Some schools send out a supply list. Others expect parents will know what to buy and what is provided. A backpack, pencil box, eraser, and extra pencils are necessary. Binders, notebooks, and pens are usually only required for middle and high school students.

When shopping, keep decision-making to a minimum. Too many choices lead to frustration. Choosing between two different backpacks or pencil boxes works better than several choices. Before leaving on the shopping trip discuss color or theme. You might say, “Would you rather have a plain backpack or one with pictures?” Make some initial decisions before entering the store.

After returning home take time to pack the backpack with the new supplies. Place it by the door the night before school begins so that it can easily be picked up on the way out to the car or bus. Make this a pattern.

School mornings work more smoothly when children choose their outfits the night before. Children who practice these choices have less stress than if the process begins the night before school starts. Suggest that children lay out their next-day play clothes before going to bed. If they resist, make it a game. Say, “Let’s do something silly. I want to guess what you are going to wear tomorrow. You lay it out and I’ll guess.” Children as old as eight or nine enjoy this kind of play.

The end of summer is a good time to sort through toys and clothes. Take time to go through closets and toy shelves. Dispose of outgrown clothes and no-longer-used toys. Make a trip to the thrift shop together to deliver the items.


Underachievers and resistant students experience anxiety as the beginning of school approaches. Listen to their fears. Respond with understanding without trying to convince them that all will be well. When challenged learners know that they will be held accountable for their academic progress, they remember the failures of the past. They may try to manipulate you into supporting their fears or convincing them that the coming year will be different. What they really want is to feel heard. When they come to you with complaints and concerns, acknowledge their feelings. Say something like, “I know that you are scared about the beginning of school. I want you to know that I’m here to help you in starting the year successfully.”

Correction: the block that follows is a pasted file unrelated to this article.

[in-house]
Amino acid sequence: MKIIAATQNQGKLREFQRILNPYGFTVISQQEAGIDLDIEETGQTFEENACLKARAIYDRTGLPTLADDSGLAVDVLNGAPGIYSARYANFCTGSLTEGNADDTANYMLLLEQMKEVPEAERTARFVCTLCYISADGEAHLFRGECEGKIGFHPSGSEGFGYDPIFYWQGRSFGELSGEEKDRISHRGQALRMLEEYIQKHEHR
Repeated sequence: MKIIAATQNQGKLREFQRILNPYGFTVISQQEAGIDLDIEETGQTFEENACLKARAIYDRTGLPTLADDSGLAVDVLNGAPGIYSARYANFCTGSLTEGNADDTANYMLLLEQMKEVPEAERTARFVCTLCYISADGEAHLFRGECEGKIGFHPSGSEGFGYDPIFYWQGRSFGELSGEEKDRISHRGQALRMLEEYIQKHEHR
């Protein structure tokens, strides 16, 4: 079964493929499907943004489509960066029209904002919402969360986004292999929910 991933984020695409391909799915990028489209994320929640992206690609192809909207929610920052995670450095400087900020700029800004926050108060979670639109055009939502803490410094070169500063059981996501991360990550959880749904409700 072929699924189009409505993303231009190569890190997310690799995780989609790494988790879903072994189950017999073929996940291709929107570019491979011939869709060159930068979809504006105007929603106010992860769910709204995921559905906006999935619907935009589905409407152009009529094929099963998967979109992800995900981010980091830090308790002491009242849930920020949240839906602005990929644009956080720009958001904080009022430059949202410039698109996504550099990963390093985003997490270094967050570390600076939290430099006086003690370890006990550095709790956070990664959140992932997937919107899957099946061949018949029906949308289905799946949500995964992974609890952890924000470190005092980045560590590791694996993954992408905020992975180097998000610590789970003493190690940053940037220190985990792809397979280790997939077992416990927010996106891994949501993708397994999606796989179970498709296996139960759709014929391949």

While teaching and preaching turns children off, letting them know how you can work together to make school feel easier can relieve them. Find a quiet time where you can sit together. Talk about organization skills. Discuss homework time. Talk about the necessity of a structured after school and evening time. Some children respond positively to such a conversation. Others reply by saying, “That won’t help. It has never helped before.” Again, respond by recognizing the feeling. Say, “I can hear how discouraged you are.” Then indicate something realistic but positive. “You’re right. It may not work. But if we do this together there’s a good chance that things will feel easier.”

Parenting children who have difficulty in school is challenging. Read THE INFORMED PARENT and recommended parenting guides. Talk to school personnel. Take the steps to discover what is behind the underachievement. When parents follow-through with finding the underlying cause and use effective structure, organization, and communication, underachieving learners have the greatest opportunity for success.